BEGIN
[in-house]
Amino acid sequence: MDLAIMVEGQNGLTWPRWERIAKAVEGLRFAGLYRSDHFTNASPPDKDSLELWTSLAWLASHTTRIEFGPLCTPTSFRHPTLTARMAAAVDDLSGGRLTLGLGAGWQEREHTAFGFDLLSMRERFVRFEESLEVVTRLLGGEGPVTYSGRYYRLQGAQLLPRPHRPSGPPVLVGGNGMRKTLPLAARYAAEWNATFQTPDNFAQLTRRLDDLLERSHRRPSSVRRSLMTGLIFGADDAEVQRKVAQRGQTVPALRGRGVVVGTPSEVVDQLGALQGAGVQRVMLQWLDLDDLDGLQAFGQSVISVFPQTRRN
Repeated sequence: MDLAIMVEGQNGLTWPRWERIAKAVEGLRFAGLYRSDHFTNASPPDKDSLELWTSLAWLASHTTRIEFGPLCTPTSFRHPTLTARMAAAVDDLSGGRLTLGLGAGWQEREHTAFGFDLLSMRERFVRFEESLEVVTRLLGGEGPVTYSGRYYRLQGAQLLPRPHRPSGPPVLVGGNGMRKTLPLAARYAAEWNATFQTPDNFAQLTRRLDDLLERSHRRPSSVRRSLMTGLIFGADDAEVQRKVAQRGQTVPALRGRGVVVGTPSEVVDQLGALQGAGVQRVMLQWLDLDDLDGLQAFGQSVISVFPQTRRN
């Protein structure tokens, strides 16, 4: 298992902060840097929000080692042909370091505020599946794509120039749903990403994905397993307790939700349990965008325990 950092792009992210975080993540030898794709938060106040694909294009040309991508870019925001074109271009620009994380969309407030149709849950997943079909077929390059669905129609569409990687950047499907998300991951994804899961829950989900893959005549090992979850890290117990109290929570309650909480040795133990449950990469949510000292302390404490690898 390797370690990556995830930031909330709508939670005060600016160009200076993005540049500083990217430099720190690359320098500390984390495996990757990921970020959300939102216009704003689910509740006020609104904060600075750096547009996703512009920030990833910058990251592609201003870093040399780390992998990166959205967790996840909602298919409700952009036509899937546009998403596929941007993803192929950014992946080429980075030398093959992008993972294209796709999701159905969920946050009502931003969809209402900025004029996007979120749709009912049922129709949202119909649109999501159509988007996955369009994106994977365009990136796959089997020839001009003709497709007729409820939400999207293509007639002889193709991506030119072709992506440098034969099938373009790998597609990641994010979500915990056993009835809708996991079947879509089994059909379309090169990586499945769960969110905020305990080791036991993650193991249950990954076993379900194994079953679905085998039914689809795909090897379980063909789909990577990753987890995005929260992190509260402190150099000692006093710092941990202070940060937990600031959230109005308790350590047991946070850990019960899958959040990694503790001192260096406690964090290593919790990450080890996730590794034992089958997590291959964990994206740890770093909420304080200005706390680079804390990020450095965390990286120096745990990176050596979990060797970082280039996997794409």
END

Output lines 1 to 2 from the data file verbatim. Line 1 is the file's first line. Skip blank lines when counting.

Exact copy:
[in-house]
Amino acid sequence: MDLAIMVEGQNGLTWPRWERIAKAVEGLRFAGLYRSDHFTNASPPDKDSLELWTSLAWLASHTTRIEFGPLCTPTSFRHPTLTARMAAAVDDLSGGRLTLGLGAGWQEREHTAFGFDLLSMRERFVRFEESLEVVTRLLGGEGPVTYSGRYYRLQGAQLLPRPHRPSGPPVLVGGNGMRKTLPLAARYAAEWNATFQTPDNFAQLTRRLDDLLERSHRRPSSVRRSLMTGLIFGADDAEVQRKVAQRGQTVPALRGRGVVVGTPSEVVDQLGALQGAGVQRVMLQWLDLDDLDGLQAFGQSVISVFPQTRRN